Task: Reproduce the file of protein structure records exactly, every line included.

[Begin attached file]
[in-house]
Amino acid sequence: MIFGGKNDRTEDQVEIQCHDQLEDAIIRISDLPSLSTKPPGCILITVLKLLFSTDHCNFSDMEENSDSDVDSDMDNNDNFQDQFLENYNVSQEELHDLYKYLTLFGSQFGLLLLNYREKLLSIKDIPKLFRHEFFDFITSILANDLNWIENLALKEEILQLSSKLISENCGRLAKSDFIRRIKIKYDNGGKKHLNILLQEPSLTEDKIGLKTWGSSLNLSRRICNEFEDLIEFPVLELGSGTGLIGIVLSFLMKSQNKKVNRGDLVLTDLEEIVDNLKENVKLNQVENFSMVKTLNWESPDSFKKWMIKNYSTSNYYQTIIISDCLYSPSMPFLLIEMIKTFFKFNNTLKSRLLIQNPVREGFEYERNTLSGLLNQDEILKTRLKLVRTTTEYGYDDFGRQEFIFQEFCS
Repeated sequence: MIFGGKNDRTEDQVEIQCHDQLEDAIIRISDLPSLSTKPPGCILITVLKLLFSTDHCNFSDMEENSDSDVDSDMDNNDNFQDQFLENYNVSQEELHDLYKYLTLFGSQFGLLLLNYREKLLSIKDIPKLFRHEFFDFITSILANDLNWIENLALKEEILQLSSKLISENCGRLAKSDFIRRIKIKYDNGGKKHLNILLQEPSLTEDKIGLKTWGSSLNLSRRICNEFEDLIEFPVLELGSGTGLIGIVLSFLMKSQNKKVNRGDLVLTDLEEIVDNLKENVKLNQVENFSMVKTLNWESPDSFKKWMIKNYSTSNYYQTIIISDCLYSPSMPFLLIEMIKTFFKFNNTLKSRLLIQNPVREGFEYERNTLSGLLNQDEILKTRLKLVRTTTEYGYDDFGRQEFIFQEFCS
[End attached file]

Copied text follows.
[in-house]
Amino acid sequence: MIFGGKNDRTEDQVEIQCHDQLEDAIIRISDLPSLSTKPPGCILITVLKLLFSTDHCNFSDMEENSDSDVDSDMDNNDNFQDQFLENYNVSQEELHDLYKYLTLFGSQFGLLLLNYREKLLSIKDIPKLFRHEFFDFITSILANDLNWIENLALKEEILQLSSKLISENCGRLAKSDFIRRIKIKYDNGGKKHLNILLQEPSLTEDKIGLKTWGSSLNLSRRICNEFEDLIEFPVLELGSGTGLIGIVLSFLMKSQNKKVNRGDLVLTDLEEIVDNLKENVKLNQVENFSMVKTLNWESPDSFKKWMIKNYSTSNYYQTIIISDCLYSPSMPFLLIEMIKTFFKFNNTLKSRLLIQNPVREGFEYERNTLSGLLNQDEILKTRLKLVRTTTEYGYDDFGRQEFIFQEFCS
Repeated sequence: MIFGGKNDRTEDQVEIQCHDQLEDAIIRISDLPSLSTKPPGCILITVLKLLFSTDHCNFSDMEENSDSDVDSDMDNNDNFQDQFLENYNVSQEELHDLYKYLTLFGSQFGLLLLNYREKLLSIKDIPKLFRHEFFDFITSILANDLNWIENLALKEEILQLSSKLISENCGRLAKSDFIRRIKIKYDNGGKKHLNILLQEPSLTEDKIGLKTWGSSLNLSRRICNEFEDLIEFPVLELGSGTGLIGIVLSFLMKSQNKKVNRGDLVLTDLEEIVDNLKENVKLNQVENFSMVKTLNWESPDSFKKWMIKNYSTSNYYQTIIISDCLYSPSMPFLLIEMIKTFFKFNNTLKSRLLIQNPVREGFEYERNTLSGLLNQDEILKTRLKLVRTTTEYGYDDFGRQEFIFQEFCS